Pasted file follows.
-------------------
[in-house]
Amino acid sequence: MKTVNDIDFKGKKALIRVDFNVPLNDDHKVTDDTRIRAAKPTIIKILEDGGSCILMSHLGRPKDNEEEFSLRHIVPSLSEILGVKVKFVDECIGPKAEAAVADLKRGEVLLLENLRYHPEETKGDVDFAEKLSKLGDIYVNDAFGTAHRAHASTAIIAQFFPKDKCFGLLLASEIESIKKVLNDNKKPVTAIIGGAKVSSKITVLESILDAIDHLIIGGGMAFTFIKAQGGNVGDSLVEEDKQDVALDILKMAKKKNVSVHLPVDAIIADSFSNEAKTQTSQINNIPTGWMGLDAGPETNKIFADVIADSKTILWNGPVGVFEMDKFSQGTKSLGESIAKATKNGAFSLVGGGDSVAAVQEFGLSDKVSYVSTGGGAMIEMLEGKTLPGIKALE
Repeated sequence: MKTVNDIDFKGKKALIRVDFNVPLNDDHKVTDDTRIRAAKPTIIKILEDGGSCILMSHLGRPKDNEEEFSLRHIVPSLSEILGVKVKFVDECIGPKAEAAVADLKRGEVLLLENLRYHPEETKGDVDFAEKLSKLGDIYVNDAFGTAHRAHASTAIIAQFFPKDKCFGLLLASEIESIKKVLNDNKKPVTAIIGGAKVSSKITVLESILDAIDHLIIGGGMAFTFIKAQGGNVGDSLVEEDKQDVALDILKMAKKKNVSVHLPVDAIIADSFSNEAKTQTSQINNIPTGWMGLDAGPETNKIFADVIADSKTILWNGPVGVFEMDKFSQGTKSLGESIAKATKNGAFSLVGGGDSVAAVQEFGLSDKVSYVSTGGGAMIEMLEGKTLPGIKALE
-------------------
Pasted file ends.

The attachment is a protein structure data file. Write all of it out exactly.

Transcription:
[in-house]
Amino acid sequence: MKTVNDIDFKGKKALIRVDFNVPLNDDHKVTDDTRIRAAKPTIIKILEDGGSCILMSHLGRPKDNEEEFSLRHIVPSLSEILGVKVKFVDECIGPKAEAAVADLKRGEVLLLENLRYHPEETKGDVDFAEKLSKLGDIYVNDAFGTAHRAHASTAIIAQFFPKDKCFGLLLASEIESIKKVLNDNKKPVTAIIGGAKVSSKITVLESILDAIDHLIIGGGMAFTFIKAQGGNVGDSLVEEDKQDVALDILKMAKKKNVSVHLPVDAIIADSFSNEAKTQTSQINNIPTGWMGLDAGPETNKIFADVIADSKTILWNGPVGVFEMDKFSQGTKSLGESIAKATKNGAFSLVGGGDSVAAVQEFGLSDKVSYVSTGGGAMIEMLEGKTLPGIKALE
Repeated sequence: MKTVNDIDFKGKKALIRVDFNVPLNDDHKVTDDTRIRAAKPTIIKILEDGGSCILMSHLGRPKDNEEEFSLRHIVPSLSEILGVKVKFVDECIGPKAEAAVADLKRGEVLLLENLRYHPEETKGDVDFAEKLSKLGDIYVNDAFGTAHRAHASTAIIAQFFPKDKCFGLLLASEIESIKKVLNDNKKPVTAIIGGAKVSSKITVLESILDAIDHLIIGGGMAFTFIKAQGGNVGDSLVEEDKQDVALDILKMAKKKNVSVHLPVDAIIADSFSNEAKTQTSQINNIPTGWMGLDAGPETNKIFADVIADSKTILWNGPVGVFEMDKFSQGTKSLGESIAKATKNGAFSLVGGGDSVAAVQEFGLSDKVSYVSTGGGAMIEMLEGKTLPGIKALE